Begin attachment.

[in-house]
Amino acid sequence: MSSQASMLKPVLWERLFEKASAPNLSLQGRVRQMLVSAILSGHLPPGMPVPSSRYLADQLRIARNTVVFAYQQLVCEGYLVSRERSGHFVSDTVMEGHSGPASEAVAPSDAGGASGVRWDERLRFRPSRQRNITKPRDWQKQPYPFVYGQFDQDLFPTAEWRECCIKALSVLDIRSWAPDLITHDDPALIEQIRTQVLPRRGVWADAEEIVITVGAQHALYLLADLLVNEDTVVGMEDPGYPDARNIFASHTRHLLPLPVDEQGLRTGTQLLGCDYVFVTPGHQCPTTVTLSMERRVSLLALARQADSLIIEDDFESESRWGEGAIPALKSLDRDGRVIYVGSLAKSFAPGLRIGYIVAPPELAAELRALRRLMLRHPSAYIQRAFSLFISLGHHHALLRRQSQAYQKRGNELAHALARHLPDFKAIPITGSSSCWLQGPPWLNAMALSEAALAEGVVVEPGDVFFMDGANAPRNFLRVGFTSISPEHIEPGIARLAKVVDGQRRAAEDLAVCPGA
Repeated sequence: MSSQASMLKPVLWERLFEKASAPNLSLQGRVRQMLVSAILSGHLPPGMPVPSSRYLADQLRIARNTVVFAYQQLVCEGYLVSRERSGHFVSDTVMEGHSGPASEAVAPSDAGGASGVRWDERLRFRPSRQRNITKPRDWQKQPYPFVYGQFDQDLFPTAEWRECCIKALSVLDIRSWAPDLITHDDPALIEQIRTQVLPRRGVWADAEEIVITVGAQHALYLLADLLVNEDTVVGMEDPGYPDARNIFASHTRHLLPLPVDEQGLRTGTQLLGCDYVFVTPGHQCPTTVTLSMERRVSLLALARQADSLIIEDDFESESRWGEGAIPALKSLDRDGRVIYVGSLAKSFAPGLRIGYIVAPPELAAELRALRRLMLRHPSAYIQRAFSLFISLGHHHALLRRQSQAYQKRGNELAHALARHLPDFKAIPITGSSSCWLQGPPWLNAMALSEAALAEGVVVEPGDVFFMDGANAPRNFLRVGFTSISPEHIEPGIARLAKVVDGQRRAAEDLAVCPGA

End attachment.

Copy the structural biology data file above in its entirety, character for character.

[in-house]
Amino acid sequence: MSSQASMLKPVLWERLFEKASAPNLSLQGRVRQMLVSAILSGHLPPGMPVPSSRYLADQLRIARNTVVFAYQQLVCEGYLVSRERSGHFVSDTVMEGHSGPASEAVAPSDAGGASGVRWDERLRFRPSRQRNITKPRDWQKQPYPFVYGQFDQDLFPTAEWRECCIKALSVLDIRSWAPDLITHDDPALIEQIRTQVLPRRGVWADAEEIVITVGAQHALYLLADLLVNEDTVVGMEDPGYPDARNIFASHTRHLLPLPVDEQGLRTGTQLLGCDYVFVTPGHQCPTTVTLSMERRVSLLALARQADSLIIEDDFESESRWGEGAIPALKSLDRDGRVIYVGSLAKSFAPGLRIGYIVAPPELAAELRALRRLMLRHPSAYIQRAFSLFISLGHHHALLRRQSQAYQKRGNELAHALARHLPDFKAIPITGSSSCWLQGPPWLNAMALSEAALAEGVVVEPGDVFFMDGANAPRNFLRVGFTSISPEHIEPGIARLAKVVDGQRRAAEDLAVCPGA
Repeated sequence: MSSQASMLKPVLWERLFEKASAPNLSLQGRVRQMLVSAILSGHLPPGMPVPSSRYLADQLRIARNTVVFAYQQLVCEGYLVSRERSGHFVSDTVMEGHSGPASEAVAPSDAGGASGVRWDERLRFRPSRQRNITKPRDWQKQPYPFVYGQFDQDLFPTAEWRECCIKALSVLDIRSWAPDLITHDDPALIEQIRTQVLPRRGVWADAEEIVITVGAQHALYLLADLLVNEDTVVGMEDPGYPDARNIFASHTRHLLPLPVDEQGLRTGTQLLGCDYVFVTPGHQCPTTVTLSMERRVSLLALARQADSLIIEDDFESESRWGEGAIPALKSLDRDGRVIYVGSLAKSFAPGLRIGYIVAPPELAAELRALRRLMLRHPSAYIQRAFSLFISLGHHHALLRRQSQAYQKRGNELAHALARHLPDFKAIPITGSSSCWLQGPPWLNAMALSEAALAEGVVVEPGDVFFMDGANAPRNFLRVGFTSISPEHIEPGIARLAKVVDGQRRAAEDLAVCPGA